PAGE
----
Slavery Couldn’t Silence Christian Music

By: Anne Rinaudo

The black American experience of slavery is a key factor in the development of popular music. African slaves in America’s southern states were subject to incalculable injustice and oppression. However, that shameful period in history was the source of many music genres.

Gospel, blues, Jazz, zydeco, cajun, folk, rock n’ roll, country and western, so many music styles trace back to the Mississippi River. From New Orleans to Memphis there are iconic locations that played critical roles in the history of music.

The most important factor was black Christian churches where people could sing out and raise their voices in praise of the Lord. The call and response work songs black slaves recited in the fields became the distinct preaching style and music of the southern black churches. In those churches great music talents like Sam Cooke, Aretha Franklin and Mavis Staples learnt to sing as part of Christian worship.

Glenn A Baker was famously named by the BBC as the “Rock Brain of the Universe”. He is leading a riverboat tour which will explore the musical heritage of the Mississippi. Glenn says the tour will go from from New Orleans to Memphis and Nashville. It will take in every aspect of what he dubs the “Cradle of Music Creativity”.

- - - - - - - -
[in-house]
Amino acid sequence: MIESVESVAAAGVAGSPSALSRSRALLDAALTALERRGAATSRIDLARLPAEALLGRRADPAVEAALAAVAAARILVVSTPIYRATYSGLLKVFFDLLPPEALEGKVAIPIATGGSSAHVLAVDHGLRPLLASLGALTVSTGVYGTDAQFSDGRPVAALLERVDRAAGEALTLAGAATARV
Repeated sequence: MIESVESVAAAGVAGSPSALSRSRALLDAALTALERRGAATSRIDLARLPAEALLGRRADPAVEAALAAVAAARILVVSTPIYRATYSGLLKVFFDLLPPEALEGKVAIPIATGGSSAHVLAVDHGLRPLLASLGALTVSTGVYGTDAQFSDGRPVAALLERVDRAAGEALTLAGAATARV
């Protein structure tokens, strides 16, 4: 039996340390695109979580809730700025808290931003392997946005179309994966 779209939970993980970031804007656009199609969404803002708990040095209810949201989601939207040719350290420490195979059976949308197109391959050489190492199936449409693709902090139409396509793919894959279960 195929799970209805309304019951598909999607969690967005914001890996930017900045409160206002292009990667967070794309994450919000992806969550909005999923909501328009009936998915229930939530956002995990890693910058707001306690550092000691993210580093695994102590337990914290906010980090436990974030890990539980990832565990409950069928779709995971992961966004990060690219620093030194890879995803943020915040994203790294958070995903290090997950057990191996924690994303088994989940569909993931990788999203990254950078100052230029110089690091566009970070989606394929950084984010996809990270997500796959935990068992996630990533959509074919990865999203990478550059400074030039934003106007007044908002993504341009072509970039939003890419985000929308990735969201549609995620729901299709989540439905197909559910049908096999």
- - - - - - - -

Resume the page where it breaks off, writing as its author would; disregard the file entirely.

He says even the “hip swivelling” bad boy Elvis Presley, was respected for his renditions of Christian music like ‘How Great Thou Art’.

In fact, says Glenn, with his usual grasp of every musical fact, Elvis was never honuored with a Grammy Award for his music, except for that song!

Listen: Glenn A Baker in conversation with Stephen O’Doherty

Article supplied with thanks to Open House.

About the author: Anne is the Producer of Open House – a weekly three-hour live talkback radio show exploring life, faith and Hope from a Christian perspective.